Weighing in on health reform

Rob Eder

Want to weigh in on healthcare reform? What do you think it weighs, anyway—Congress’ Patient Protection and Affordable Care Act? Drug Store News printed out the 2,400-plus page document, and with no binder clips big enough nor a stapler aggressive enough to contain it, we have kept it in a 9 in.-by-12 in. box that is roughly 10 in. deep—the pages overflow by about an inch.

I spot it at about 25 lbs. or so.

Indeed, the prospects for healthcare reform in America is a pretty heavy subject. I am still of the belief that by the time it is fully implemented, healthcare reform will look a lot different than the model contained in those 2,400 sheets of paper. I still believe that the final version, versions 2.0 and beyond, will favor more private sector-driven and consumer-directed solutions, and that the version of universalized care we end up with will be no more socialist than any of the existing federal entitlements—social security, Medicare and Medicaid—our taxes currently pay for.

I don’t think social security is socialism. I am inclined to believe that these types of expenditures really are investments in a more productive work force, which ultimately makes us a stronger economic force in the world.

I am certain that healthcare reform will change forms in the months and years ahead, and perhaps somewhat dramatically; to be sure, the legislation and the actions that led up to its signing into law will be a major factor in the next elections. There is a definitive fear rising among people who have insurance that their coverage will change, or cost them more. The polls indicated that most people who have insurance like what they have. I am one of those people. I like the insurance that I have very much. Could it be better? Sure. Was it once better? Absolutely, it was.

The reason it used to be better is because the cost of health care kept rising to the point where my employer could no longer afford to offer the same type of plan it once did without passing on considerable additional cost to the associate. Left unchecked, this trend will continue until a point where I will no longer like my insurance very much; and I am one of the “haves.” At the same time, under our existing system, the millions of uninsured will continue to ring up billions in otherwise avoidable upstream costs, because they have no access to preventive care and flood the emergency rooms when they are sick.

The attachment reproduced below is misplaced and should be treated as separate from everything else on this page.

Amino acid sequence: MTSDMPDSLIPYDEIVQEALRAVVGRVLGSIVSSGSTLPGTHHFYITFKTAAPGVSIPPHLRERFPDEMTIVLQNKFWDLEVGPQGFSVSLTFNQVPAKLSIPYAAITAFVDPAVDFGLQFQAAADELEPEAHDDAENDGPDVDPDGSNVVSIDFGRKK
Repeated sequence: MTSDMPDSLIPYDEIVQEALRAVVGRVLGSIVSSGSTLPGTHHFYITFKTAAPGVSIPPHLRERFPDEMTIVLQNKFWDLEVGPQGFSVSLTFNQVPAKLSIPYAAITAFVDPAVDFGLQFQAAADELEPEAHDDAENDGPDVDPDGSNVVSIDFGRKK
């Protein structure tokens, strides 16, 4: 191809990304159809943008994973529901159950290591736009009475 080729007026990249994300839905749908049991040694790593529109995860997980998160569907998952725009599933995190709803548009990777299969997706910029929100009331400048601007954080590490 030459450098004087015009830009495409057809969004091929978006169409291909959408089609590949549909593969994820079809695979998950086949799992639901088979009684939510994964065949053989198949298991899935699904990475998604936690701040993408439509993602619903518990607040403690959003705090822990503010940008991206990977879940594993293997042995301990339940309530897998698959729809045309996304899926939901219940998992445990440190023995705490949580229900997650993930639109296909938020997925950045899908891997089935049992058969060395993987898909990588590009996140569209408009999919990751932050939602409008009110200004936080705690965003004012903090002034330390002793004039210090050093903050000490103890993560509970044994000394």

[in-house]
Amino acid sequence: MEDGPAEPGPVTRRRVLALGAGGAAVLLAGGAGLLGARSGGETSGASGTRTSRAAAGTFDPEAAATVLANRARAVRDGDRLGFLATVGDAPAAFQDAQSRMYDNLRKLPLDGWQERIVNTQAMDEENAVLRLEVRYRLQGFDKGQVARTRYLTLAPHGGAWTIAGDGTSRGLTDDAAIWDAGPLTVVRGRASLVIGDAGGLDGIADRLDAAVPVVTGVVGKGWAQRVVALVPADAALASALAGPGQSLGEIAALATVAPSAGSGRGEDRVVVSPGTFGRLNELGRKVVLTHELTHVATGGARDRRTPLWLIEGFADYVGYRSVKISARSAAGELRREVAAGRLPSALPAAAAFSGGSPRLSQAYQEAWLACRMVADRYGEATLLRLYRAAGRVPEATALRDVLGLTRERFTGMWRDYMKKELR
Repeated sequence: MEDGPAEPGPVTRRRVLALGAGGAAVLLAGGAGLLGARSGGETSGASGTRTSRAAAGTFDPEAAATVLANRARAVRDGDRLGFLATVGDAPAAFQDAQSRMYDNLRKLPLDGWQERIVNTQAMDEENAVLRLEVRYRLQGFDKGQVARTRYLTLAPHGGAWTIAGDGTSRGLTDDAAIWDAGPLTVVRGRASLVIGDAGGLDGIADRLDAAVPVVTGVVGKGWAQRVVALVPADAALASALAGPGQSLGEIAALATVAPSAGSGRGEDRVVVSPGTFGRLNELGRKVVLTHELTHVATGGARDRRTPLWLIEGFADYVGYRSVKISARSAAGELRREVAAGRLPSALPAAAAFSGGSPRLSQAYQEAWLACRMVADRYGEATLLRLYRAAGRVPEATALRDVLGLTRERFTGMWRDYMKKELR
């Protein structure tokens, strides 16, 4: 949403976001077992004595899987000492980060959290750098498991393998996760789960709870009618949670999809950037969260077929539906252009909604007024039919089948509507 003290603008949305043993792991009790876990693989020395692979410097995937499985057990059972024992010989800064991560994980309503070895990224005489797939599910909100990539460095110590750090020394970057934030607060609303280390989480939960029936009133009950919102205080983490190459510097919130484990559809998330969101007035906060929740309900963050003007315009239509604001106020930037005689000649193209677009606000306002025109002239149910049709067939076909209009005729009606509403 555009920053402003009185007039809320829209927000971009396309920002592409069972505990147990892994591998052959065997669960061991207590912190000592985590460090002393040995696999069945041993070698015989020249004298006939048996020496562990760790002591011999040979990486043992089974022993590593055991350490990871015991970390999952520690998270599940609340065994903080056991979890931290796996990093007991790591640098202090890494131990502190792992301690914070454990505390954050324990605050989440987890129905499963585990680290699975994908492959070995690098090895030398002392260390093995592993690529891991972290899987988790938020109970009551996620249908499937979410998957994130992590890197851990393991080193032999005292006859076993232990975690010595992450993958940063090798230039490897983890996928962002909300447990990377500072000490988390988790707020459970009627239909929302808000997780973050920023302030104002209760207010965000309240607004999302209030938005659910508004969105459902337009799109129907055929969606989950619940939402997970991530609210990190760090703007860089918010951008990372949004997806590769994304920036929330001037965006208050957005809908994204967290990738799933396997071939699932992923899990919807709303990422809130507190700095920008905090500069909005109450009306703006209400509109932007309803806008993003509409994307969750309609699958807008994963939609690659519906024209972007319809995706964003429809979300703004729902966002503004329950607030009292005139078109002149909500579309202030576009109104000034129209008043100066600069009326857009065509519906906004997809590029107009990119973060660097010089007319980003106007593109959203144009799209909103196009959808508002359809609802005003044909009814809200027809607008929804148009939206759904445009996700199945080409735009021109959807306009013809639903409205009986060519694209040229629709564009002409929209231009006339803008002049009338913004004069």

Do we have the money to pay for it? Not necessarily. But we have borrowed more than $1 trillion from the Chinese and the Saudis to pay for our military operations in Iraq and Afghanistan. The question of national security aside—because on some level, it is impossible to put a price tag on not being blown up in the middle of the night by our enemies—it appears that we actually could get a measurable return from health reform. The CBO believes it will chip away at the national deficit over the next 10 years, and for 10 years more after that. And if it made U.S. businesses stronger and more viable by containing one of our single biggest expenses, wouldn’t we actually have a better chance to one day pay off the Chinese and the Saudis—for everything?

If you can put your politics aside for a second, you have to admit that if nothing else, healthcare reform in its current form is at least good for retail pharmacy, and for that, the NACDS, the NCPA and the other members of the pro-pharmacy lobby deserve a lot of credit. The pharmacy-friendly provisions in healthcare reform—the new definition of AMP, strengthening of the MTM requirements under Part D, the DMEPOS accreditation exemption—are a major victory for the industry.

Want to weigh in on healthcare reform? Send me your thoughts and your best guess on the actual weight of legislation at reder@lf.com.

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